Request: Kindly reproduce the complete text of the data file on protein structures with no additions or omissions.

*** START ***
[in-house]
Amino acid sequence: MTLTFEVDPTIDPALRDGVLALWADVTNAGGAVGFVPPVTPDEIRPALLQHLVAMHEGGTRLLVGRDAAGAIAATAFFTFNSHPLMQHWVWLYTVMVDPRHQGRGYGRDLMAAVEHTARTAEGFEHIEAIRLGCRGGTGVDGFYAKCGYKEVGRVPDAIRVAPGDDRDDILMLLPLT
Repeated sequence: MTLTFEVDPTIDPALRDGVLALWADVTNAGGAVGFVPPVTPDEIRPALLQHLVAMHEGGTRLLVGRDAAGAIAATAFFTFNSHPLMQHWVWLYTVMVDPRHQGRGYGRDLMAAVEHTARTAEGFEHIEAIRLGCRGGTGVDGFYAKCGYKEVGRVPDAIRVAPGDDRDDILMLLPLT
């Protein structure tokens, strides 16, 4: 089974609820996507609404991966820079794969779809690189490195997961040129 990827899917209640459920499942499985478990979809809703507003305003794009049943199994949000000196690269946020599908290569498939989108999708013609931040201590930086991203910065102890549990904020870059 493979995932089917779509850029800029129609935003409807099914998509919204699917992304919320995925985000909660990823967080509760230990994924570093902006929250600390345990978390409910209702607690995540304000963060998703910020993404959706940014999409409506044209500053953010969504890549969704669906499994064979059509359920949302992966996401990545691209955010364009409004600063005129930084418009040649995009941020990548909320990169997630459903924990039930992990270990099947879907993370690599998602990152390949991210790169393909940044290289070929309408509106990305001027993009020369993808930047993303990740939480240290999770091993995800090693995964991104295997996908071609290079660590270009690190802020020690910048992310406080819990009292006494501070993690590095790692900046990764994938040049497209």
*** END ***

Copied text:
[in-house]
Amino acid sequence: MTLTFEVDPTIDPALRDGVLALWADVTNAGGAVGFVPPVTPDEIRPALLQHLVAMHEGGTRLLVGRDAAGAIAATAFFTFNSHPLMQHWVWLYTVMVDPRHQGRGYGRDLMAAVEHTARTAEGFEHIEAIRLGCRGGTGVDGFYAKCGYKEVGRVPDAIRVAPGDDRDDILMLLPLT
Repeated sequence: MTLTFEVDPTIDPALRDGVLALWADVTNAGGAVGFVPPVTPDEIRPALLQHLVAMHEGGTRLLVGRDAAGAIAATAFFTFNSHPLMQHWVWLYTVMVDPRHQGRGYGRDLMAAVEHTARTAEGFEHIEAIRLGCRGGTGVDGFYAKCGYKEVGRVPDAIRVAPGDDRDDILMLLPLT
């Protein structure tokens, strides 16, 4: 089974609820996507609404991966820079794969779809690189490195997961040129 990827899917209640459920499942499985478990979809809703507003305003794009049943199994949000000196690269946020599908290569498939989108999708013609931040201590930086991203910065102890549990904020870059 493979995932089917779509850029800029129609935003409807099914998509919204699917992304919320995925985000909660990823967080509760230990994924570093902006929250600390345990978390409910209702607690995540304000963060998703910020993404959706940014999409409506044209500053953010969504890549969704669906499994064979059509359920949302992966996401990545691209955010364009409004600063005129930084418009040649995009941020990548909320990169997630459903924990039930992990270990099947879907993370690599998602990152390949991210790169393909940044290289070929309408509106990305001027993009020369993808930047993303990740939480240290999770091993995800090693995964991104295997996908071609290079660590270009690190802020020690910048992310406080819990009292006494501070993690590095790692900046990764994938040049497209």